- Autism is not a single disorder, but a spectrum of closely-related disorders with a shared core of symptoms. Every individual on the autism spectrum has problems to some degree with social skills, empathy, communication, and flexible behavior. But the level of disability and the combination of symptoms varies tremendously from person to person. In fact, two kids with the same diagnosis may look very different when it comes to their behaviors and abilities.
If you’re a parent dealing with a child on the autism spectrum, you may hear many different terms including high-functioning autism, atypical autism, autism spectrum disorder, and pervasive developmental disorder. These terms can be confusing, not only because there are so many, but because doctors, therapists, and other parents may use them in dissimilar ways
- Symptoms of ASD are social impairment, communication difficulties, and repetitive or stereotyped behaviors. Children may make little eye contact, tend to look, listen, and respond to people less, do not seek to share enjoyment of toys, respond unusually to anger or distress, fail or be slow to respond to their name, develop language at a slowed pace, or repeat words.
- There are three main types of autism spectrum disorder, and two rare, severe autistic-like conditions:
- Asperger’s syndrome: the mildest form of autism, Asperger’s syndrome affects boys three times more often than girls. Children with Asperger’s syndrome become obsessively interested in a single object or topic. They often learn all about their preferred subject, and discuss it nonstop. Their social skills are markedly impaired, though. They are often awkward and uncoordinated physically.Because Asperger’s syndrome is mild compared to other autism spectrum disorders, some doctors call it “high-functioning autism.” As children with Asperger’s syndrome enter young adulthood, though, they are at high risk for anxiety and depression.
- Pervasive developmental disorder, not otherwise specified (PDD-NOS): This mouthful of a diagnosis applies to most children with autistic spectrum disorder. Children whose autism is more severe than Asperger’s syndrome but not as severe as autistic disorder are diagnosed with PDD-NOS.
Autism symptoms in kids with PDD-NOS vary widely, making it hard to generalize. Overall, compared to children with other autistic spectrum disorders, children with PDD-NOS have:
- Impaired social interaction (like all children with autistic spectrum disorder)
- Better language skills than kids with autistic disorder, but not as good as those with Asperger’s syndrome
- Fewer repetitive behaviors than children with Asperger’s syndrome or autistic disorder
- A later age of onset
However, no two children with PDD-NOS are exactly alike in their symptoms. In fact, there are no agreed-upon criteria for diagnosing PDD-NOS. In effect, if a child seems autistic to professional evaluators, but doesn’t meet all the criteria for autistic disorder, he or she has PDD-NOS.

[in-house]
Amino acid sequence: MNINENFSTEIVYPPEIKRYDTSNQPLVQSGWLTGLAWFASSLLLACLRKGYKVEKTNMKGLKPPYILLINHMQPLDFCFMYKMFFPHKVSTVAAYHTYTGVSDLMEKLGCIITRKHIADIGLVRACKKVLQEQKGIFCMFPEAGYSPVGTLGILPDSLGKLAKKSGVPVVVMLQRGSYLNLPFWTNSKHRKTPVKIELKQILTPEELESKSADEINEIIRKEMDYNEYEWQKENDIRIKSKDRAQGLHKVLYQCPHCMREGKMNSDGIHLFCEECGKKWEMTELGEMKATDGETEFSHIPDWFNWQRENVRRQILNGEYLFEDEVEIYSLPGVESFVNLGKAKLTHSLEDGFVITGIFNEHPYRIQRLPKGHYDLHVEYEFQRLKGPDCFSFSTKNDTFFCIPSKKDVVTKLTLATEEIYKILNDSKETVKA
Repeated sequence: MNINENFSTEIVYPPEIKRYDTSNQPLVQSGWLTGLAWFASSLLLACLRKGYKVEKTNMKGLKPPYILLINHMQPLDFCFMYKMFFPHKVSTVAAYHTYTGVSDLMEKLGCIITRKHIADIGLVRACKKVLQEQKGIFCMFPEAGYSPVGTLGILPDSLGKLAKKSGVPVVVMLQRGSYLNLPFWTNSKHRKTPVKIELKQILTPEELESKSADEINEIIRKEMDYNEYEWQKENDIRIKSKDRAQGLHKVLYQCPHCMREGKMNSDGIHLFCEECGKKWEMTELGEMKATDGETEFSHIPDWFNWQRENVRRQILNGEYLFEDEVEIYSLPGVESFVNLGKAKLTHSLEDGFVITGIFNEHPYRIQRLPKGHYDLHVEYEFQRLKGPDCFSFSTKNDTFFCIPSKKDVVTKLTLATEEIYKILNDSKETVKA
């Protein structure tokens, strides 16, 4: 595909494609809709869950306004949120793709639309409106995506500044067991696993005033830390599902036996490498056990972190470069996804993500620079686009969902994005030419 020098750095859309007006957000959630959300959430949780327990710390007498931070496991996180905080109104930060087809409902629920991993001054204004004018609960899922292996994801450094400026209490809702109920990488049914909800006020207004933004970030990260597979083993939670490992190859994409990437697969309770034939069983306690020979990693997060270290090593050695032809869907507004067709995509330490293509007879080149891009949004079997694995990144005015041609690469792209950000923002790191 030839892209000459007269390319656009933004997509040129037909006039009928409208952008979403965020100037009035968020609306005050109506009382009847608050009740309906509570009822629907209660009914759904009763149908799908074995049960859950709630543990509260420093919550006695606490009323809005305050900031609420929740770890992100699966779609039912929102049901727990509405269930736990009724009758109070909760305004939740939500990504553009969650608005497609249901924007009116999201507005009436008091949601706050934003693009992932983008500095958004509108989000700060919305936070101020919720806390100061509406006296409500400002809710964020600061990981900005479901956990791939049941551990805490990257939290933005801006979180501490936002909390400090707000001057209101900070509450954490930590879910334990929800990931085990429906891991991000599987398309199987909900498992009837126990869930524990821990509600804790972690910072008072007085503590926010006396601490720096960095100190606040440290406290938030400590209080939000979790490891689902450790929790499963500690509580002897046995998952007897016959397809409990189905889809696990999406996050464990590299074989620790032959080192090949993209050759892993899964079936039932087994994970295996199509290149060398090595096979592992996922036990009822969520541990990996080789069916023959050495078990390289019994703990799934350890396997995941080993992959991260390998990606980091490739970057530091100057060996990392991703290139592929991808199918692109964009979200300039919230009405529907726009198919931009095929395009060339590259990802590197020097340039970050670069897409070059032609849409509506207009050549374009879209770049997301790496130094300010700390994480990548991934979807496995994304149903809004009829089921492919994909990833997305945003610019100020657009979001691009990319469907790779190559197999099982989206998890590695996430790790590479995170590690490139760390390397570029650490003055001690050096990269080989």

- Autistic disorder: When people use the term autism, it can mean one of two things. They may actually be referring to autistic disorder, or classical autism. But autism is often used in a more general sense to refer to all autism spectrum disorders. So if someone is talking about your child’s autism, don’t assume that he or she is implying that your child has autistic disorder, rather than another autism spectrum disorder. If you’re unsure what is meant, don’t be afraid to ask.
- Rett syndrome: Rett syndrome mostly affects girls. In general, children with Rett syndrome develop normally for 6–18 months before regression and autism-like symptoms begin to appear. Children with Rett syndrome may also have difficulties with coordination, movement, and speech. Physical, occupational, and speech therapy can help, but no specific treatment for Rett syndrome is available yet. Scientists have discovered that a mutation in the sequence of a single gene is linked to most cases of Rett syndrome. This discovery may help scientists find ways to slow or stop the progress of the disorder. It may also improve doctors’ ability to diagnose and treat children with Rett syndrome earlier, improving their overall quality of life.
- Childhood disintegrative disorder: CDD affects very few children, which makes it hard for researchers to learn about the disease. Symptoms of CDD may appear by age 2, but the average age of onset is between age 3 and 4. Until this time, children with CDD usually have age-appropriate communication and social skills. The long period of normal development before regression helps to set CDD apart from Rett syndrome. CDD may affect boys more often than girls.Children with CDD experience severe, wide-ranging and obvious loss of previously-obtained motor, language, and social skills. The loss of such skills as vocabulary is more dramatic in CDD than in classic autism. Other symptoms of CDD include loss of bowel and bladder control.